SHERIDAN — Proper practices for inter-district student transportation in Wyoming are ambiguous after the Wyoming Department of Education removed a portion of its rules that prohibited school districts from transporting students who live in other districts without the permission of the resident district.
The question of interdistrict busing landed on the agenda of the Joint Education Committee’s November meeting after Fremont County School District 21 Assistant Superintendent Kirk Schmidt wrote in a letter to the JEC that Fremont County School Districts 14 and 6 had been transporting students from FCSD21 without its permission.
Schmidt said FCSD21 learned that the districts had contracted with the Wind River Transportation Authority to transport students residing in FCSD21 and had been doing so for several years without the district’s knowledge.
FCSD21 had previously allowed the other districts to transport resident students but revoked permission in a July 2017 letter after the completion of a new high school in the district.
Schmidt wrote that since the districts were not using school buses, they were not technically in violation of the rule, “but they certainly are violating the intent of the rule.”
WYDOE Chief of Staff Dicky Shanor explained to the JEC the Wyoming Department of Education had been asked to review its transportation-related rules for efficiencies over the past two and a half years by the Government Efficiency Committee, Joint Appropriations Committee and Joint Education Committee.
In reviewing the WYDOE rules, Shanor said the department removes rules that are in direct conflict with legislation that has changed or are redundant when considered with the laws.
The removed section of chapter 20 of WYDOE’s rules stated, “No district shall send a school bus into another school district for the purposes of loading or discharging students of the other district without the consent of the school boards concerned.”
“That only speaks to if a bus goes into another district and transports kids that are enrolled in that district,” Shanor said. “But this rule does not speak to A coming to grab a kid out of B if he’s enrolled in A.”
Shanor argued the rules as they stood did not solve the problem, and transportation rules are not the appropriate vehicle to govern enrollment practices.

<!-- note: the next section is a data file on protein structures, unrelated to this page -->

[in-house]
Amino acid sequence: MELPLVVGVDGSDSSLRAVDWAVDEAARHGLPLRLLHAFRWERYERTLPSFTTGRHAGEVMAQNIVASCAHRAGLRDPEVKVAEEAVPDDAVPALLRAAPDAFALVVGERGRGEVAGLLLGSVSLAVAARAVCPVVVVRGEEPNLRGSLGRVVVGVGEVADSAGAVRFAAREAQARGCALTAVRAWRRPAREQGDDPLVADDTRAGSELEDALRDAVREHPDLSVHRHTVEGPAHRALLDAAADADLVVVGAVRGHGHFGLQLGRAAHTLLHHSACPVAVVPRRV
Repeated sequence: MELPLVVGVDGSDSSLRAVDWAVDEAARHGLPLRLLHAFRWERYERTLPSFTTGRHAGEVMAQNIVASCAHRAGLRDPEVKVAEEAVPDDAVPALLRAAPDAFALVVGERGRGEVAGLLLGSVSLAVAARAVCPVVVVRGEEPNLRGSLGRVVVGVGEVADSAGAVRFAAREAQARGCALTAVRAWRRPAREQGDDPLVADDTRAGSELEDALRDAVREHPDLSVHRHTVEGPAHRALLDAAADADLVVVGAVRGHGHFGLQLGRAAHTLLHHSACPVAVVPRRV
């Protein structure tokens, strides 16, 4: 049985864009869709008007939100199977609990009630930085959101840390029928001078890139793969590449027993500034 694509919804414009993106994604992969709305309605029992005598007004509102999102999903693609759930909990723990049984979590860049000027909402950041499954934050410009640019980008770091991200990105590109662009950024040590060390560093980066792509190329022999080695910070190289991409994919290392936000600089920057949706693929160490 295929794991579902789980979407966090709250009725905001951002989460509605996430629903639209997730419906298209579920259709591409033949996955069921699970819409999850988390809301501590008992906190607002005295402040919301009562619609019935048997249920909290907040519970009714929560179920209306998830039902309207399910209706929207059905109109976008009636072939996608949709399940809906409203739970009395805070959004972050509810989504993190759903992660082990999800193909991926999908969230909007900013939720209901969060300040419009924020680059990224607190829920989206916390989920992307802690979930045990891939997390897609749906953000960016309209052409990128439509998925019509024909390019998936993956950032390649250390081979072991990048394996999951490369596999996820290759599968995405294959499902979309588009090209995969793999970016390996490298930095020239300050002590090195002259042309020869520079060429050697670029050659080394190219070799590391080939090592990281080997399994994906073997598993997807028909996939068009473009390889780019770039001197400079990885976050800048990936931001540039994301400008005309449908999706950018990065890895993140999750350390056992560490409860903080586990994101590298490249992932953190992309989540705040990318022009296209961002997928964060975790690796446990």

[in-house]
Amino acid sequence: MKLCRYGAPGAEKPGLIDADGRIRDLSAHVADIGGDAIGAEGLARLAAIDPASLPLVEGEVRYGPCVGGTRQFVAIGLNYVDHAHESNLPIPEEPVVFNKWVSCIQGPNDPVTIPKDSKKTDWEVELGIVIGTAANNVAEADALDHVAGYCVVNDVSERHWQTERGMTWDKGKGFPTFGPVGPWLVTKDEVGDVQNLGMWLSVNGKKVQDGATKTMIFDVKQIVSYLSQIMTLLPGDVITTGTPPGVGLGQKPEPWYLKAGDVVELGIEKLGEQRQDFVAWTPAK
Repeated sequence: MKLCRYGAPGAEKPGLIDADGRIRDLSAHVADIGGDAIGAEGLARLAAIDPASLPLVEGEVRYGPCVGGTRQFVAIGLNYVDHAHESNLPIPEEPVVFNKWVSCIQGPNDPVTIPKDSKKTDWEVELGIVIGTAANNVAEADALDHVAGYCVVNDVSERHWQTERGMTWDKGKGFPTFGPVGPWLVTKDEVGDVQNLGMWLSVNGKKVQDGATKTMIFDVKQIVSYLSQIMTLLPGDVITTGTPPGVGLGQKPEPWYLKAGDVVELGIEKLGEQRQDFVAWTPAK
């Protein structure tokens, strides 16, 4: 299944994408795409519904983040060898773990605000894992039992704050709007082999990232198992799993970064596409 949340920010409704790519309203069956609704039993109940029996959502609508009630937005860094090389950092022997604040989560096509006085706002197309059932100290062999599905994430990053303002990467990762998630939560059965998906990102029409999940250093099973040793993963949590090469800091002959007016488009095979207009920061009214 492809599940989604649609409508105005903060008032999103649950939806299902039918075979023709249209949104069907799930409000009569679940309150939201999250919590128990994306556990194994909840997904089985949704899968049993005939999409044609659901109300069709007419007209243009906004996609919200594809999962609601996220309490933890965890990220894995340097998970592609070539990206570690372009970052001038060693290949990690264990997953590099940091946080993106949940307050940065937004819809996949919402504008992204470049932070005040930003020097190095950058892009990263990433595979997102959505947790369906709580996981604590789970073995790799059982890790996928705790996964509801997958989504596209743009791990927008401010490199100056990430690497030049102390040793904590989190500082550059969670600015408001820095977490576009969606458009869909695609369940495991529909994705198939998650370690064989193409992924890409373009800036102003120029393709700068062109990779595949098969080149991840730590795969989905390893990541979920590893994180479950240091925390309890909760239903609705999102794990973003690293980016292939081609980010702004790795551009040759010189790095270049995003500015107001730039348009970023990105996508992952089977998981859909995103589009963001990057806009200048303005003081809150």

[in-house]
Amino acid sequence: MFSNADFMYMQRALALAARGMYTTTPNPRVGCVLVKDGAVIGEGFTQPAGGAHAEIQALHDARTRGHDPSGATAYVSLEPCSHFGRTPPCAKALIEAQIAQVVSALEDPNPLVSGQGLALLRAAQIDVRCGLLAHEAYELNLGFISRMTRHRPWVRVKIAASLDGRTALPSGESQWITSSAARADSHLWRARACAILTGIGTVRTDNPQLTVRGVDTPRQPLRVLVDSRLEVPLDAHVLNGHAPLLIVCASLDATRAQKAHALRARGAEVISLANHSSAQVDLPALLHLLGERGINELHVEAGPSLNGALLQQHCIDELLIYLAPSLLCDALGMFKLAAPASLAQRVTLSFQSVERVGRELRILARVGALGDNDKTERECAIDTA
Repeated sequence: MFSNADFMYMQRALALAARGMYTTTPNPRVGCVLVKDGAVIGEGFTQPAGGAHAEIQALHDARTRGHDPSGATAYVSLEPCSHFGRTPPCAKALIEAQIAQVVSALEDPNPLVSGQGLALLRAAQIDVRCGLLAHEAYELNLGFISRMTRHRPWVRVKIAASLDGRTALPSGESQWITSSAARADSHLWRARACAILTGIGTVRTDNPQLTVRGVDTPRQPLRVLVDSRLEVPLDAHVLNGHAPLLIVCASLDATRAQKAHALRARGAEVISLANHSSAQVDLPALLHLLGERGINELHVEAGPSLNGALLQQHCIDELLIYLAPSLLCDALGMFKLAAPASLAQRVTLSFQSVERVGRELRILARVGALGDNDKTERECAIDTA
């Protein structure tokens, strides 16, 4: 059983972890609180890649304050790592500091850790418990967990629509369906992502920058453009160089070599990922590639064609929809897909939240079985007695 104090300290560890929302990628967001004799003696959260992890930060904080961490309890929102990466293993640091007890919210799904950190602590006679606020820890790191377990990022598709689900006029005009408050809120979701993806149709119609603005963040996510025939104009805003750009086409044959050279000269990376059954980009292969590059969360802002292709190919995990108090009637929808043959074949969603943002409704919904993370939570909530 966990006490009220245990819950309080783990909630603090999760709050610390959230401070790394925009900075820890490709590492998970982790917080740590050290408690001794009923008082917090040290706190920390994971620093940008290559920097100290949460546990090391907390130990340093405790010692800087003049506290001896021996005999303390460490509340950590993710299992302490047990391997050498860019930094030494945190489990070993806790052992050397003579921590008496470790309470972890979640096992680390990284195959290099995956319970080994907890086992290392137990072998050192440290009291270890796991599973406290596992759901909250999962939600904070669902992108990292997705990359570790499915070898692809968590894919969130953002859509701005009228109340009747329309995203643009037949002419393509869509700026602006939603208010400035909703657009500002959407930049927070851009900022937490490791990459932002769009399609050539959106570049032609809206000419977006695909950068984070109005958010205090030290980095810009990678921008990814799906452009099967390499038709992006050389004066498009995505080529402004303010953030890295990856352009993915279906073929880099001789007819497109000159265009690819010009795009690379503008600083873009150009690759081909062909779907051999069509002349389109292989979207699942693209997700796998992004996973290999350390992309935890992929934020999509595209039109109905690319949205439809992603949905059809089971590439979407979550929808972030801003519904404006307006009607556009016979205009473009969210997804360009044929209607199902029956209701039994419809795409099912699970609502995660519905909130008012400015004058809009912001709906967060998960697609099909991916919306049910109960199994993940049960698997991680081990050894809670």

But JEC Chair Rep. David Northrup, R-Powell, contends removing the rules exacerbated the issue.
“It was a problem that was previously already being encountered in some districts,” Northrup said. “It’s happening now — already — and they were trying to get clarification on it and to get it stopped, and instead the rules are basically saying, ‘eh, have a free-for-all.’”
Aside from the department rules, Shanor pointed out an apparent ambiguity in the underlying statute. Subsection A of the statute allows the resident district to arrange for a student to enroll in another district, while subsection B says that any district in the same state can admit students residing in any other district in the state unless certain conditions are met, none of which concern the consent of the resident district.
Shanor argued on behalf of WYDOE that subsections A and B taken together require consent, but do not when taken separately.
Schmidt wrote that the district learned the deputy attorney general for WYDOE had issued an opinion that the rule was in conflict with the underlying legislation, but Shanor told the JEC the rule was removed for redundancy rather than conflict.
“That’s our interpretation — that it could potentially conflict — but regardless it’s superfluous,” Shanor said in an interview with The Sheridan Press. “If you interpret B by itself, then it would conflict. If you interpreted A and B together, then it might be consistent, but again, if it’s consistent, it’s superfluous, so you don’t need it anyway.”
Northrup believes the desire of districts to enroll non-resident students is financially motivated, since an increased average daily membership increases districts’ funding.
“That’s what it’s all about. If you can get more students into your district, the more money you will have,” Northrup said.
Northrup said the state is unconcerned about it because the students are all receiving education.
“I’m sure that districts are unhappy with it, that instead of it being in rules we’ll have to put it in statutes and clarify it there,” Northrup said. “I’m not sure that it’s getting straightened out in the (WYDOE). We’re not getting some facts and figures, and we’re not getting all the story from the department like we’d like to.”
Northrup said the issue would likely need to be resolved through legislation likely coming from Fremont County, but the bill would have to be sponsored by an individual legislator since it’s too late for the committee to sponsor it this year. In the meantime, Shanor said WYDOE will be proceeding with its rules as proposed. Shanor also said several districts in Fremont County submitted letters to the JEC refuting Schmidt’s letter.